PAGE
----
An American Map: Essays
By Anne-Marie Oomen
Wayne State University Press, 2010
Review by John Palen
My favorite of the 15 essays in this admirable new collection is “The Underpass:
Washington, D.C.” In ten pages it combines all of Oomen’s considerable strengths: Use of place
as a gateway to memory; an astonishing ability to capture and render detail; and a narrative about
the present that is gripping in its own right and allows Oomen to come to terms with the past.
For the first time since she participated in the 1973 Nixon inauguration protest, Oomen
visits the capitol, this time to see one of her students accept a national award. The visit opens up
bitter memories of the march, the war, and two college classmates who died in it, their names
forgotten now and poignantly merged with the thousands of names on the Vietnam Veterans
Then, in a surprising turn, Oomen and her husband David decide to walk to Kennedy
Center, where her student is to be honored. Neither has realized that they will lose sight of their
destination in a maze of berms, troughs, abandoned highway structures and a multi-lane highway
that is anything but pedestrian friendly.
In heels through broken glass and trash, a “wicked blister” forming, Oomen
finds herself in an underpass, where she and David suddenly realize they are walking through
someone else’s home. “There are two who live there,” she writes, “and they have made a place
to sleep of a refrigerator box and some tarp, maybe part of a tent.” The confrontation is nasty,
and Oomen reacts with a combination of hurt, guilt, anger and confusion.
Oomen’s great skill is to find the connections. At the end of this essay, she confronts the
inhumane highway that blocks her way from the place where something good is to happen. The
highway becomes symbolic of the Vietnam war, the other wars that followed, the homeless men,
and much else that has happened to America.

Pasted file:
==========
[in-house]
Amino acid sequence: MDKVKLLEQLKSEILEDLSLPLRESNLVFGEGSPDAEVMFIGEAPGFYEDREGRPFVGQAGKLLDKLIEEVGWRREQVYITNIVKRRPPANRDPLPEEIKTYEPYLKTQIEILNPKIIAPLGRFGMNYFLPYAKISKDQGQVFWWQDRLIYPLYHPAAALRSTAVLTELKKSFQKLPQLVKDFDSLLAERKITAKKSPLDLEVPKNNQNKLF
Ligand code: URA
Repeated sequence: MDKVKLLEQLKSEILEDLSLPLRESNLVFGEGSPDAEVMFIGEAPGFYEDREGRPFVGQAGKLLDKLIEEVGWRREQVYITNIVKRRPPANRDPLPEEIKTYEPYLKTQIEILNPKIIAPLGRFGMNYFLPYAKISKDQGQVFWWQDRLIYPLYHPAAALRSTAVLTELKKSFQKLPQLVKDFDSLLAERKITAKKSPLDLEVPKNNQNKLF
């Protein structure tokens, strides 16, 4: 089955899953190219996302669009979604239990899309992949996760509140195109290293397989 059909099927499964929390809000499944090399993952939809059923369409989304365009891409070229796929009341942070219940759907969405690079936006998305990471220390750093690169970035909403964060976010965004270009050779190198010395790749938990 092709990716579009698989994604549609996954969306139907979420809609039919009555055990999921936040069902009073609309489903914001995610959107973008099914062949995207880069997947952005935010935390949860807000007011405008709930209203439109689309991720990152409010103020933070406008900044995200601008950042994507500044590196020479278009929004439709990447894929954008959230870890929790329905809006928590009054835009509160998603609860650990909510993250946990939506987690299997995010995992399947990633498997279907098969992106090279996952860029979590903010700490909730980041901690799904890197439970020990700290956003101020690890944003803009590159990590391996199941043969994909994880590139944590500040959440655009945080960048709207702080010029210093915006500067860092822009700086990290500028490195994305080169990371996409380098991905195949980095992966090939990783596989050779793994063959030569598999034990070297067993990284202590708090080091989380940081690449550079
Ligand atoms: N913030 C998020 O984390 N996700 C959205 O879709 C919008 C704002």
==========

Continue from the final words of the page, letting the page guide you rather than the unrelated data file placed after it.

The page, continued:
“What have I done in these thirty years?” she asks. Giving the only answer she can, she
writes: “I lift my skirts and straddle the guardrail and step forward as dozens of cars hit their
brakes and horns.” It’s a stunning ending to a stunning essay.
In other pieces Oomen explores such topics as trout-fishing with an estranged sister in
Colorado, snorkeling among unexploded ordnance at Culebra, Puerto Rico, hunting for the spirit
of Cochise in Arizona, and stilling the chatter in her head on Mount Ranier in Washington State.
Varying in location and tone, the essays have in common a commitment to fresh language and to
preserving the particularity of places “where meaning and geography and people are linked so
closely they make the stories that give us identity.”
Oomen, who grew up on the family asparagus farm in Michigan, teaches creative writing
at Interlochen Arts Academy. Her previous books include Pulling Down the Barn and House of
Fields, both published by Wayne State University Press, and poetry books Seasons of the
Sleeping Bear, Moniker, and Uncoded Woman. She has written and produced seven plays.
An American Map is another in Wayne State’s Made in Michigan Writers Series, which
also includes Laura Kasischke’s Eden Springs, reviewed here last March. Anne-Marie Oomen’s
latest work continues the series’ high standards.
Reviewer John Palen’s Open Communion: New and Selected Poems, was published by
Mayapple Press in 2004. Since then he has had chapbooks published by March Street Press and
Pudding House, and has recent work appearing in Clapboard House, Ragazine, Off the Coast,
Bare Root Review, and Jelly Bucket. After 36 years as a Michigander, he is now living and
writing in Central Illinois.
© John Palen, 2011